Vegetable transplanters used in India
In India, the maximum number of farmers who grow vegetables are using the traditional practices. But nowadays manual (Handheld) and semiautomatic transplanters are also used for transplanting vegetable seedlings. The majority of farmers have small landholdings therefore they are unable to purchase costly machines such as automatic vegetable transplanter but the farmer’s co-operative groups, large farmers and other financially sound organizations use the semi-automatic and automatic vegetable transplanter. Table 2 shows the vegetable transplanters available in India with their metering mechanism and types of seedlings used.
Manual vegetable transplanter
Dixit et al., (2018) designed, developed and tested a manual single row vegetable transplanter for transplanting brinjal, chili and tomato seedlings. Geetanjali (2020) fabricated a two-row manual-operated vegetable transplanter for tomatoes. A low-cost manual-operated vegetable transplanter is being developed for seedling transplanting in raised beds. It is made up of a dropping structure, the mainframe, a furrow opener, a handle and a seeding plate. The hole punching mechanism at the transplanter’s lower end consisted of a pair of jaws capable of penetrating the plastic mulch film and creating a tapered hole for seedling placement. This transplanting mechanism involves simple jaws pivoted at the bottom of the seedling guide mechanism and the device holder and jaws operation lever are attached at the top end of the guide mechanism. To open the jaws inside the soil, a single person punch the transplanter into the soil and pull the lever in the upward direction, which is attached to the jaws mechanism by a gauge wire. According to the literature, for raised beds and plastic mulch beds, the transplanter can transplant 23 and 17 seedlings/min, respectively. Fig 6 shows the manual vegetable transplanter (www.indiamart.com, n.d.).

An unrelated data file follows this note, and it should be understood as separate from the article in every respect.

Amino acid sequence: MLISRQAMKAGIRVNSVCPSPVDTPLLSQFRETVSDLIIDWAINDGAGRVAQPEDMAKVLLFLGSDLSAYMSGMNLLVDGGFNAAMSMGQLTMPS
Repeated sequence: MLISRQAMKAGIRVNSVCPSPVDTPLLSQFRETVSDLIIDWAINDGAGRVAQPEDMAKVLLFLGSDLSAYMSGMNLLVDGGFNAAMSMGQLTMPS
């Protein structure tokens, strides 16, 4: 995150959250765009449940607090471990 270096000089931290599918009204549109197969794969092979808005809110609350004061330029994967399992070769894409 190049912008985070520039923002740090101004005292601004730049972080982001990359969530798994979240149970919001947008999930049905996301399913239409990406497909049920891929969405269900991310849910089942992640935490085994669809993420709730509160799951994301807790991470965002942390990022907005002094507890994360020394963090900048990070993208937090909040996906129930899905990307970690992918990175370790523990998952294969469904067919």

In case of manual transplanting by using traditional method high labour requirement and shortage of labour during peak transplanting season causes a delay in transplanting and affects timely operation and thereby reduces the yields. Traditional methods have very low field efficiency and required a large labour force in a planting season which increases the cost and time of plantation ultimately increasing the cost of production. The manual transplanter is a low-cost manually operated mechanism suitable for small landholding farmers in various areas and conditions (soil and climatic). It is used in plain areas as well as in hill regions and opens as well as a closed system (poly or greenhouse). It is affordable as compared to the traditional method of transplanting as it required less manpower and is used for various vegetable planting for a small area. The field capacity of manual vegetable transplanter is 0.03-ha/h which equals to 4-5 people’s efficiency. It is very easy to operate and simple technology.
Semi-automatic vegetable transplanter